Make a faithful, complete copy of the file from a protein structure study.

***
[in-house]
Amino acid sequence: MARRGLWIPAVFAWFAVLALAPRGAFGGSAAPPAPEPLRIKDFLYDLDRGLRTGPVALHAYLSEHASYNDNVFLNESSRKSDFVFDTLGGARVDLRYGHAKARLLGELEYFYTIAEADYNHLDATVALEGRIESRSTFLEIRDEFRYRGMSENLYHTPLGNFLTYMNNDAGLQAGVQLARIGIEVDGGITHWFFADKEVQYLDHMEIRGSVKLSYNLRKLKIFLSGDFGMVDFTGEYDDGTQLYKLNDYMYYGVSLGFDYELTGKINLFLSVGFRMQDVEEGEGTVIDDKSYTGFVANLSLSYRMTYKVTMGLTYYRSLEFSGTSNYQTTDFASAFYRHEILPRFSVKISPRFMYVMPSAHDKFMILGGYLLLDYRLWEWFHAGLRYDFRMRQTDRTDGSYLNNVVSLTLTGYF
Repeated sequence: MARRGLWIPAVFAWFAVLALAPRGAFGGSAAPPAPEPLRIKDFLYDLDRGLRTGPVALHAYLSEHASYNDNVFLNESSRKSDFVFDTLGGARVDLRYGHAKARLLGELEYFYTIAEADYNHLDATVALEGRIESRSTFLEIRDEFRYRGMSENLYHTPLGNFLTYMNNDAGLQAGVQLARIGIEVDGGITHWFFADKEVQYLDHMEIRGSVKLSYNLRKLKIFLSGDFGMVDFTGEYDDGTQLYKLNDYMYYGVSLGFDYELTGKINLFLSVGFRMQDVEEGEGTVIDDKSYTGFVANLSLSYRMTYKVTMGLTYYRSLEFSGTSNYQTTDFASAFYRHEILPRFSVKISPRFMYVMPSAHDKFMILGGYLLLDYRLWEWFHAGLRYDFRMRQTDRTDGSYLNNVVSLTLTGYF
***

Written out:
[in-house]
Amino acid sequence: MARRGLWIPAVFAWFAVLALAPRGAFGGSAAPPAPEPLRIKDFLYDLDRGLRTGPVALHAYLSEHASYNDNVFLNESSRKSDFVFDTLGGARVDLRYGHAKARLLGELEYFYTIAEADYNHLDATVALEGRIESRSTFLEIRDEFRYRGMSENLYHTPLGNFLTYMNNDAGLQAGVQLARIGIEVDGGITHWFFADKEVQYLDHMEIRGSVKLSYNLRKLKIFLSGDFGMVDFTGEYDDGTQLYKLNDYMYYGVSLGFDYELTGKINLFLSVGFRMQDVEEGEGTVIDDKSYTGFVANLSLSYRMTYKVTMGLTYYRSLEFSGTSNYQTTDFASAFYRHEILPRFSVKISPRFMYVMPSAHDKFMILGGYLLLDYRLWEWFHAGLRYDFRMRQTDRTDGSYLNNVVSLTLTGYF
Repeated sequence: MARRGLWIPAVFAWFAVLALAPRGAFGGSAAPPAPEPLRIKDFLYDLDRGLRTGPVALHAYLSEHASYNDNVFLNESSRKSDFVFDTLGGARVDLRYGHAKARLLGELEYFYTIAEADYNHLDATVALEGRIESRSTFLEIRDEFRYRGMSENLYHTPLGNFLTYMNNDAGLQAGVQLARIGIEVDGGITHWFFADKEVQYLDHMEIRGSVKLSYNLRKLKIFLSGDFGMVDFTGEYDDGTQLYKLNDYMYYGVSLGFDYELTGKINLFLSVGFRMQDVEEGEGTVIDDKSYTGFVANLSLSYRMTYKVTMGLTYYRSLEFSGTSNYQTTDFASAFYRHEILPRFSVKISPRFMYVMPSAHDKFMILGGYLLLDYRLWEWFHAGLRYDFRMRQTDRTDGSYLNNVVSLTLTGYF